His head hit the building.
He was knocked unconscious. My uncle Jeffrey called me from Scarsdale and told me to get on a plane. It was my first month of college; I rushed to the Philadelphia airport and bought a ticket home.
source url It would be at least another 15 years before I could descend the American Airlines baggage claim escalator without going into a trauma shock. Over a thousand people attended his funeral. Lorraine helped get people on flights. Ernie from American says it was sad to watch Dad when they occasionally saw each other over the years. His only son. But I knew how much it impacted him … I know his children meant more to him than any business deal, than any situation in life that could come up.
I had asked Dad what the media tends to overlook when they cover this story. I was just very confused and very lonely and I was calling American Airlines because they were logical people for me to speak to. They knew me. I knew them. I knew their names. I knew their lives. I talk to Natalie, who was still at home with a front row seat to his grief while I was away at college.
She tells me about the shame Dad felt when people in our community often pitied him after Josh died — and still do — as if he were a broken man. But the airport and American were where he was still treated like a full, whole man. I checked in my luggage for London. Turns out a letter had been drafted to notify Dad that they were concerned with his behavior and use of the pass.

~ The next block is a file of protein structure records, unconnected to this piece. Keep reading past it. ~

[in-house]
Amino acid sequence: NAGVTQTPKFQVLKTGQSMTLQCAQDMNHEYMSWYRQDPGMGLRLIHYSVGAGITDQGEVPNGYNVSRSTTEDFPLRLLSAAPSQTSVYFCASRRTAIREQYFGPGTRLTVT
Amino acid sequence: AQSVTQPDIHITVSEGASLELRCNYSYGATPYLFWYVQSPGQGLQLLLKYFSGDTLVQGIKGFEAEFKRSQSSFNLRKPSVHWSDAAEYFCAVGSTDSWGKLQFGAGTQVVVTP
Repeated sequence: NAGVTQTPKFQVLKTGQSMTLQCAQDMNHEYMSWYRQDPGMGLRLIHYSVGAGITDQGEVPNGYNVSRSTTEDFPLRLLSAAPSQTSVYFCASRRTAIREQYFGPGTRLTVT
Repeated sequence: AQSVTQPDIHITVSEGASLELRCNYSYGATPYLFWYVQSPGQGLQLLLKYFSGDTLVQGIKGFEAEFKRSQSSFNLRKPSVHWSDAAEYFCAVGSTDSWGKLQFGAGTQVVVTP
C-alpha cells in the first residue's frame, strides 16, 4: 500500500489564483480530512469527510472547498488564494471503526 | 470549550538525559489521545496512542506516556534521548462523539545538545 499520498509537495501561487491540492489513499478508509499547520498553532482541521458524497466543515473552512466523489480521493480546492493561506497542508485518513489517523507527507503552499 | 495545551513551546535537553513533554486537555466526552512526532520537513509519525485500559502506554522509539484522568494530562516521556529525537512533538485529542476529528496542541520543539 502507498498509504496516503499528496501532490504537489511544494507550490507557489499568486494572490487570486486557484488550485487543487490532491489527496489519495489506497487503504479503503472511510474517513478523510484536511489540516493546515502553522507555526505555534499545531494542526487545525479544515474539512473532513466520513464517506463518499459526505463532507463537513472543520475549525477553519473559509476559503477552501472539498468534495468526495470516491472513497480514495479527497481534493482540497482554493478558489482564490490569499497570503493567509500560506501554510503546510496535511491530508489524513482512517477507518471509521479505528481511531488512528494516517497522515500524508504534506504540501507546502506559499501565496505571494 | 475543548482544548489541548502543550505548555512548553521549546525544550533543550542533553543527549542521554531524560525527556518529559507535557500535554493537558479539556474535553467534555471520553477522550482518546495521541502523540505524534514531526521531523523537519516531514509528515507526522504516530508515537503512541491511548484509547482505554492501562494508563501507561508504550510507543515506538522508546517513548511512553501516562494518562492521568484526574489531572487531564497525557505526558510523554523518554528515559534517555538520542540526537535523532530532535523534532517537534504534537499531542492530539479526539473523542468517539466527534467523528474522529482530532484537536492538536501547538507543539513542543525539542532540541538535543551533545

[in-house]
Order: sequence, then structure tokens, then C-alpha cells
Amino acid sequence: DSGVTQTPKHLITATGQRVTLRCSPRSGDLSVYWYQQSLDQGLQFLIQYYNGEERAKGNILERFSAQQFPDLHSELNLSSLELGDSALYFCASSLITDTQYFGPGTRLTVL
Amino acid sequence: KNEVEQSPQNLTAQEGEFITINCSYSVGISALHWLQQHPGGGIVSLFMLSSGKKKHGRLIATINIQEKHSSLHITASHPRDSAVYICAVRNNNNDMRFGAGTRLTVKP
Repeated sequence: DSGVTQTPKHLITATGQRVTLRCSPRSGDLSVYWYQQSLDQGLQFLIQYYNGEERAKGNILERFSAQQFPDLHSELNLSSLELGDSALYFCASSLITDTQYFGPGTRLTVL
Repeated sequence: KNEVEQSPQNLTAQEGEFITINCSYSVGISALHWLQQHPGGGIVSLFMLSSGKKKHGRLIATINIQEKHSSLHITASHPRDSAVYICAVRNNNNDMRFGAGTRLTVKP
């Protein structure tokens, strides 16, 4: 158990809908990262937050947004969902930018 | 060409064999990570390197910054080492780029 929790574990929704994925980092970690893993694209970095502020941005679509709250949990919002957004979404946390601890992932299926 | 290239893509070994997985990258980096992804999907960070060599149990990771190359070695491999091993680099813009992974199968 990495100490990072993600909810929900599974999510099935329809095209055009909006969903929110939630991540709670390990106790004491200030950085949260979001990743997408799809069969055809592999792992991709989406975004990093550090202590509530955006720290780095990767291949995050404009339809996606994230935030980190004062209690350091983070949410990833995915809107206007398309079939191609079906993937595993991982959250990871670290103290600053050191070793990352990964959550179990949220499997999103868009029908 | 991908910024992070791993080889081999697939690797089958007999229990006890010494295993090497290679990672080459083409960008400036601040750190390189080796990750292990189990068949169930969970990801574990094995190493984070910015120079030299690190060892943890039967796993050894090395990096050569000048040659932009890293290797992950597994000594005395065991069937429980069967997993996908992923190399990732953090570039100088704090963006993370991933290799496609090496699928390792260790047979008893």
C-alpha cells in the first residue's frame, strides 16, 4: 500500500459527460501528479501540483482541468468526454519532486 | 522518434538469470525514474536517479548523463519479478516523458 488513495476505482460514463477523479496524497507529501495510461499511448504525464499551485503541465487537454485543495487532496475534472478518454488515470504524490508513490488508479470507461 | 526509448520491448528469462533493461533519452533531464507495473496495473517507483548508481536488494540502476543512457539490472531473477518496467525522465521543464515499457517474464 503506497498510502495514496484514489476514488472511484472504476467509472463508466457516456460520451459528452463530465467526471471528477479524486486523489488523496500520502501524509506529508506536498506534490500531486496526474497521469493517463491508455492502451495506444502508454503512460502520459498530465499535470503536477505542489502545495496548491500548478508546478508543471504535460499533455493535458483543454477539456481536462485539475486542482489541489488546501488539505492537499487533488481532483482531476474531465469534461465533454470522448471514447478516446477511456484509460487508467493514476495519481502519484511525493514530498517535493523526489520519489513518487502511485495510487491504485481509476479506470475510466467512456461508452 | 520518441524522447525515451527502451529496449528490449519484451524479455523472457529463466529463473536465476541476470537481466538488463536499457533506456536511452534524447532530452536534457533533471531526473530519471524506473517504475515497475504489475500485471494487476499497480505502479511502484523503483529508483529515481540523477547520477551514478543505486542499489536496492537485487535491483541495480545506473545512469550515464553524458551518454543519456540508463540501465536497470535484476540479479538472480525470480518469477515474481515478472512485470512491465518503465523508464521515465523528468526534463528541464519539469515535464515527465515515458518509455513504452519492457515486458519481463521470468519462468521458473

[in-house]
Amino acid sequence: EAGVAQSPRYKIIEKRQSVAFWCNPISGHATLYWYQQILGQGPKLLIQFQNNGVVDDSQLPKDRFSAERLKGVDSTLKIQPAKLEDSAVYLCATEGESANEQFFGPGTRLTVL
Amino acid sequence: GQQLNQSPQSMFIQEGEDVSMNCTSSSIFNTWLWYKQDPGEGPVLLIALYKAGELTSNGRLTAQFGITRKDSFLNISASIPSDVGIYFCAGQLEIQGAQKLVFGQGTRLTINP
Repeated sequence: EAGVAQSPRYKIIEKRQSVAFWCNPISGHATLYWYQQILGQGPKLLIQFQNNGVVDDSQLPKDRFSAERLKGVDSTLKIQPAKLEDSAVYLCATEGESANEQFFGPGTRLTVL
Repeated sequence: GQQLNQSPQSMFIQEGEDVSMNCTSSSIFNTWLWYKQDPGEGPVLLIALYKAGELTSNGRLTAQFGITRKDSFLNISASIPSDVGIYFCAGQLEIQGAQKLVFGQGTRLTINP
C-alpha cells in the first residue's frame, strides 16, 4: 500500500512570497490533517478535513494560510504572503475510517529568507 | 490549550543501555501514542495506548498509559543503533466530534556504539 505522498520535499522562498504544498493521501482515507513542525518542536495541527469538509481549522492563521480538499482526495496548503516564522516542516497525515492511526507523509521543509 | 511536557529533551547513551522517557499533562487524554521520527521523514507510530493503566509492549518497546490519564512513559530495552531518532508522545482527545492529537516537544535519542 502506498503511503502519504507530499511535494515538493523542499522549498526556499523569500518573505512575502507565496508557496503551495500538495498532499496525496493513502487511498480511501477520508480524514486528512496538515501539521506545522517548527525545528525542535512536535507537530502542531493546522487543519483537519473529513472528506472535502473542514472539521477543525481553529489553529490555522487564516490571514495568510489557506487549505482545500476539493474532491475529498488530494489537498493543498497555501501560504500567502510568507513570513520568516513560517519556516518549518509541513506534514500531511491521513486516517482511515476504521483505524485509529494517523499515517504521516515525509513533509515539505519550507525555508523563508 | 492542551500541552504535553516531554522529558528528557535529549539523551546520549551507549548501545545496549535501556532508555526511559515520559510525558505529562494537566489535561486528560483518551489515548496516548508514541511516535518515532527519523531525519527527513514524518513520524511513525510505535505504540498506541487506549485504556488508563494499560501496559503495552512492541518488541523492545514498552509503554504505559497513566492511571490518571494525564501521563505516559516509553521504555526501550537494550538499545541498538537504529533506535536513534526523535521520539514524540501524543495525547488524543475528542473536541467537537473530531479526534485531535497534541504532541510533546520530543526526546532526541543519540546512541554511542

But they decided not to send it. I was probably more shocked than anyone else. Aamil never made it to Sarajevo. In fact, that was one of the last times they ever spoke. Ultimately, Aamil disappeared from our lives. Dad went home. Told Mom. Got in bed. And slept for the rest of the weekend, and arguably — at least figuratively — for a really long time after that. And I had no idea how I was going to live my life the way I lived it. His blood. There was a contract. It was his superpower.
Dad was one of a few lifetime, unlimited AAirpass holders that American had been monitoring and claimed had breached their contracts. But now, after years of secret investigation, apparently Dad and others were costing American too much money. Though Dad had dealt with the reservations agents on an almost daily basis, it was the revenues department that got involved, interjected, and launched an investigation that brought the whole house down.
The dollar amount was based on the value of the lifetime unlimited AAirpass the last time it was sold for public consumption — though American had stopped selling them in , a Neiman Marcus catalogue offered them for 3 million bucks. A primary issue in the case was whether American properly terminated his AAirpass Agreement based on Section 12, which read:.
If American determines that an AAirpass has been fraudulently used, American reserves the right to revoke the AAirpass and all privileges associated with it. Holder will thereupon forfeit all rights to the AAirpass, without refund, and will return the AAirpass card and this Agreement shall terminate. According to Lorraine and the legal documents, a longtime American employee launched the investigation, looking into several other AAirpass holders, including Dad and Jacques Vroom, another lifetime unlimited customer, whose AAirpass termination also resulted in a lawsuit.